The Ruaha National Park and the Selous Reserve with the Nyerere National Park are the most visited parks in southern Tanzania. The Ruaha territory covers 10,000 square kilometres and lies at an altitude of 1,000 metres. The heart of this park is the river, the Great Ruaha River, around which life can exist and thrive. There are two other small rivers, but they only see water a few days during the year and only after the big rains. Even if you cannot see it, the water flows underground. The elephants can find it by digging: they love it and need it, so they have developed this technique to secure the precious life source for their herd. 

Elephants are also one of the park’s main features: elephants and baobabs. The landscape is incredible: forests, arid areas, bush dotted with acacias. The encounters that can be made include all the most extraordinary animals of the savannah, including lions and leopards.

Between elephants and baobabs: discover the beauty of Ruaha and the Selous Game Reserve

Like all parks in Tanzania, Ruaha is a never-ending surprise and groups of elephants under a baobab tree, enjoying the shade or scratching against the bark, are something of a pleasant custom. The Selous Game Reserve is named after Frederick Selous, an English explorer and hunter, and is a UNESCO World Heritage Site. It is huge, more than 50,000 square kilometres, basically 6% of the entire Tanzanian territory. It is crowded with mammals, but the part dedicated to tourism is the northern part, north of the Rufiji River, which from 2019 became the Nyerere National Park. The river is the longest in the country, is navigable and flows for two hundred and fifty kilometres before flowing into the Indian Ocean.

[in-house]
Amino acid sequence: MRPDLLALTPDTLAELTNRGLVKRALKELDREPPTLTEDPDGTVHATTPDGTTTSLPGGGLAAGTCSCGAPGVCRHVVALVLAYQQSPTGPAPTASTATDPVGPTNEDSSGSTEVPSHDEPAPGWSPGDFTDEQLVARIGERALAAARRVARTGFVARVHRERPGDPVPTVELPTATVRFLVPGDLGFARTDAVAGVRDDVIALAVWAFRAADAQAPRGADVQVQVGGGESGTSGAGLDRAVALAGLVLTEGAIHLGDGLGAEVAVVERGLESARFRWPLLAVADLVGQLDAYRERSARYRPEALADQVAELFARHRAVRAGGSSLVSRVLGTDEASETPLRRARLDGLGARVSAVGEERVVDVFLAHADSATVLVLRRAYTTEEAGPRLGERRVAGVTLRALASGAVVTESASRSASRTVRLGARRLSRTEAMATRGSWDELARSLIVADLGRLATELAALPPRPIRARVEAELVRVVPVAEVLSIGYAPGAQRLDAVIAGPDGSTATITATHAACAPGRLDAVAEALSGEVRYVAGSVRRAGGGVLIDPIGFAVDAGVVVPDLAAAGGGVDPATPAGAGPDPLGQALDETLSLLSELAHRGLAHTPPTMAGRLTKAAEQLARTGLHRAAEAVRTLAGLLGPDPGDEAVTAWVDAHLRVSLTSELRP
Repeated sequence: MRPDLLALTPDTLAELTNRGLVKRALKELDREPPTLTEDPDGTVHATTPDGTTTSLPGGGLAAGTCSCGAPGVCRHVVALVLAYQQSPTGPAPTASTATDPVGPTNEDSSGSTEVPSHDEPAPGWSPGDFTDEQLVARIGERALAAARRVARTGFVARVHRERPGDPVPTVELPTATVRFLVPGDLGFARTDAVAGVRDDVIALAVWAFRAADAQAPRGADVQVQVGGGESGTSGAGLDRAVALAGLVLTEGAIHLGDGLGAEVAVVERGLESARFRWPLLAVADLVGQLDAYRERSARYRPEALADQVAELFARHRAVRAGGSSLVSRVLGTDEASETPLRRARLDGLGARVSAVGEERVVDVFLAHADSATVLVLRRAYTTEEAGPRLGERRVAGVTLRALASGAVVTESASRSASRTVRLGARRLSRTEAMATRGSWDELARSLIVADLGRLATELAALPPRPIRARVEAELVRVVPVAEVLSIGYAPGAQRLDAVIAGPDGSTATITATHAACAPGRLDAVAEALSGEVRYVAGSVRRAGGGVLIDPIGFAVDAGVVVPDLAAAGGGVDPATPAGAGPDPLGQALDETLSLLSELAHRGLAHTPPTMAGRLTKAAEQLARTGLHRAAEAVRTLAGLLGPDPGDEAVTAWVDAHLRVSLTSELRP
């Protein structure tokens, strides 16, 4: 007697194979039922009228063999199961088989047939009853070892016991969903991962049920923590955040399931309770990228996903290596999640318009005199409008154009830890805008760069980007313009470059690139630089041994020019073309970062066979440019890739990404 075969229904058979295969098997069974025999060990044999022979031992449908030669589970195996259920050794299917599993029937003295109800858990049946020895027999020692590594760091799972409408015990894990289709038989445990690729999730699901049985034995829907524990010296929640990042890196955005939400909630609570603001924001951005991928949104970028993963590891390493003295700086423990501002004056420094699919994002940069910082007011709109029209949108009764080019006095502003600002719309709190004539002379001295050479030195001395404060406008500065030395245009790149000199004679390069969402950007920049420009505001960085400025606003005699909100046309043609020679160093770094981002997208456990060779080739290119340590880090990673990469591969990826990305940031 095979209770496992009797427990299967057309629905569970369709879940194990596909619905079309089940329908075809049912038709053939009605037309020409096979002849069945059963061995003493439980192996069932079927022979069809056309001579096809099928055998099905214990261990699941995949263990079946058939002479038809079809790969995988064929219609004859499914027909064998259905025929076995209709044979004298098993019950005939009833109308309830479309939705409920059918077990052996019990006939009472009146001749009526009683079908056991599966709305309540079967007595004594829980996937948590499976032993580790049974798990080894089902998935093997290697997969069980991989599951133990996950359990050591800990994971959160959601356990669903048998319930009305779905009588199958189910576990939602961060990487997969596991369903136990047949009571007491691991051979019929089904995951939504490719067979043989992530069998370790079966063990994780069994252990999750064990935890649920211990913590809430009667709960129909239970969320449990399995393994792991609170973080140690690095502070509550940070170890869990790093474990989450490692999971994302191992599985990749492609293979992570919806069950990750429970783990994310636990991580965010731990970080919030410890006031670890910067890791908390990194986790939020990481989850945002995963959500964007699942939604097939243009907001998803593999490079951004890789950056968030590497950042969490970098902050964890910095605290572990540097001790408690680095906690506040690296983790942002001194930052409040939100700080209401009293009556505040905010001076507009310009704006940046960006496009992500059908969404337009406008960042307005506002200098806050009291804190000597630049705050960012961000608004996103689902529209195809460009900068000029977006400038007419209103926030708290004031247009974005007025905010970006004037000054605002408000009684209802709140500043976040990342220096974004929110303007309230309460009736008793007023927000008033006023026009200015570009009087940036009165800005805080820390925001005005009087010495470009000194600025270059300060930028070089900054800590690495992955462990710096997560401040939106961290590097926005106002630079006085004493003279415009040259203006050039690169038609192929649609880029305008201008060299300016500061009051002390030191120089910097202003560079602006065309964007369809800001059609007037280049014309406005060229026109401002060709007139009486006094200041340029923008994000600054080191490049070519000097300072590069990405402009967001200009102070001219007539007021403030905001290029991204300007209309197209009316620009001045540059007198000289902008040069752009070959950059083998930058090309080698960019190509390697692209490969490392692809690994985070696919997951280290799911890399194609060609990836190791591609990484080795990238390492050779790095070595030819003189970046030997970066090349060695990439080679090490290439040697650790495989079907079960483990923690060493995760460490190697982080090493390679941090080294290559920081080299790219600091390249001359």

Exploring Tanzania’s Southern Circuit: a wilderness adventure

The Reserve is also famous for the large number of wild dogs that live there, the highest in the whole of Tanzania. There are also lions, giraffes, elephants, hippos, crocodiles and other special creatures. The game drives are on open cars, the views are fantastic and the sensations are incredible. The savannah is immediately spectacular: the endless road hides wonders.

The landscape is almost unreal. Acacias sprout everywhere and the whistling acacias are home to huge colonies of ants. Their relationship is very unusual: in exchange for hospitality, the ants protect the plant from herbivores. As soon as one of them approaches to eat, they come out and start running up and down on the thorns, disturbing the meal.

The name whistling acacia comes from the whistle that the round base of the thorns, pierced by the ants to create their rooms inside, makes when the wind blows through it. The heat is humid and after a game drive in the savannah, it is possible to go on a boat safari on the Rufiji River where crocodiles and hippos reign supreme and where an incredible sunset makes you wish to stop time forever.